Fresh from law school study-abroad experiences in Europe and China, he took a position in the Cook County State’s Attorney’s Office in the felony courts at 26th and California. Witnessing, firsthand, the ability to affect another’s fate put things in perspective.
"You realize how important it is to conduct the legal process with integrity and consistency and while faithfully applying rules of evidence,” Boucher said.
“Someone’s freedom is at stake.”
A graduate of Vernon Hills High School in suburban Chicago and Wittenberg University in Ohio, Boucher says he came to DePaul because its law school has a “great academic reputation, and because it balances a global perspective with a strong presence in the Chicago legal community.”
“I’ve been able to have wide-ranging experiences that I might not have been able to pursue without the scholarship.”
“These experiences helped me to see that the law is constantly evolving and subject to new circumstances and situations,” he said. “They also helped me gain confidence in dealing with communication and cultural barriers—the law is really, above anything, about clear and credible communication between human beings.”
For Boucher, receiving the Jaharis Scholarship has made it possible to focus on his studies and clinical and internship opportunities without having to worry excessively about financing his legal studies. “DePaul offers a rigorous legal education, and so many avenues for gaining practical application and exposure to the law,” he said. “I’ve been able to have wide-ranging experiences that I might not have been able to pursue without the scholarship.”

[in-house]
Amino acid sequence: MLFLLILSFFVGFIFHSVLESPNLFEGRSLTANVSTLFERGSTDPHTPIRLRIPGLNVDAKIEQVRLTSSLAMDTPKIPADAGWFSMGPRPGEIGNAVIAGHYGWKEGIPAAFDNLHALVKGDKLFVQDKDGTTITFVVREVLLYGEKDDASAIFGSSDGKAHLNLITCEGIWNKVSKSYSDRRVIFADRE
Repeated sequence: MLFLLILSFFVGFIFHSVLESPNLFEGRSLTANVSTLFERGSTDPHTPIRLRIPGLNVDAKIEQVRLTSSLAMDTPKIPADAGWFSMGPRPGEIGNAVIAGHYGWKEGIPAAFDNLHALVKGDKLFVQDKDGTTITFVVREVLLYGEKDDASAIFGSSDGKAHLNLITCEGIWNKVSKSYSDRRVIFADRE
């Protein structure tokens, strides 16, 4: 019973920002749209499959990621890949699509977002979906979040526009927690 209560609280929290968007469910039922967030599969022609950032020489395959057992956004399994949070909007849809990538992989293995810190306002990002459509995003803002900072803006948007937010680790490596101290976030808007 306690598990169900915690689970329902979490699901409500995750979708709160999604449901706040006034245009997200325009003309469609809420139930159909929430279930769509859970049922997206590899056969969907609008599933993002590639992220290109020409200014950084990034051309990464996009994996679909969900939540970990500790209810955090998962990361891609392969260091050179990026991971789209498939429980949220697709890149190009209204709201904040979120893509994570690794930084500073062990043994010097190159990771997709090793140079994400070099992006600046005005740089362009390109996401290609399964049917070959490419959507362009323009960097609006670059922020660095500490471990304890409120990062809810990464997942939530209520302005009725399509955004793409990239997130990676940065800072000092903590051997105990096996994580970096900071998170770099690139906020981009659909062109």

Boucher says he has found a sense of community that he thinks will last throughout his career and beyond. He has been involved with the Student Bar Association (SBA), served as a Dean’s Advisory Council representative, and is currently SBA secretary.
“The people here make DePaul a great law school. The students and faculty are down to earth. They are competitive but not cutthroat. We push each other to be better.” Boucher recalls another formative moment at DePaul. “On my first day of orientation, the leader asked us to look at the people on our right and left. I thought he was going to say ‘next year, they might not be here,’” he laughed. “But what he said was, ‘These people will very likely become lifelong friends.’ Three years later, I have no doubt about that.”